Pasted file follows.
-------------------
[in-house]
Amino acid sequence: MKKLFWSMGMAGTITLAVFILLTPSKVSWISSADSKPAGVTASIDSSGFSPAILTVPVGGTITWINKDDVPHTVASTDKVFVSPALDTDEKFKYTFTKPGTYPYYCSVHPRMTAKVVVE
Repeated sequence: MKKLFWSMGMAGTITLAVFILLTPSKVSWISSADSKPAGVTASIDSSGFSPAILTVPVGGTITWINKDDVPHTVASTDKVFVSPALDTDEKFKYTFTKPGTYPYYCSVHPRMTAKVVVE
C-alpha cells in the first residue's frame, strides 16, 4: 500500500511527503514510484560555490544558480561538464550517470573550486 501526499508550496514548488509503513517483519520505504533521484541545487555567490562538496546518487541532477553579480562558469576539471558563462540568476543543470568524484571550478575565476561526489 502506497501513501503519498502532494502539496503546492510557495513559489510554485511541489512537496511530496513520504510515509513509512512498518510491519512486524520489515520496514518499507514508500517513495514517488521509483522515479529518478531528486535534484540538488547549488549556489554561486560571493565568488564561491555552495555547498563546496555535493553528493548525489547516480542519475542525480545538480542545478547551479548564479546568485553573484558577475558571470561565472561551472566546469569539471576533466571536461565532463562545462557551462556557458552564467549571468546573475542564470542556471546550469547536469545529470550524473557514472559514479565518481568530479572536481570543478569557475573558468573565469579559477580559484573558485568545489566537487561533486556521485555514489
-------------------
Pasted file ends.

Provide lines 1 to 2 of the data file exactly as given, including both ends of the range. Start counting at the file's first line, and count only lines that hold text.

[in-house]
Amino acid sequence: MKKLFWSMGMAGTITLAVFILLTPSKVSWISSADSKPAGVTASIDSSGFSPAILTVPVGGTITWINKDDVPHTVASTDKVFVSPALDTDEKFKYTFTKPGTYPYYCSVHPRMTAKVVVE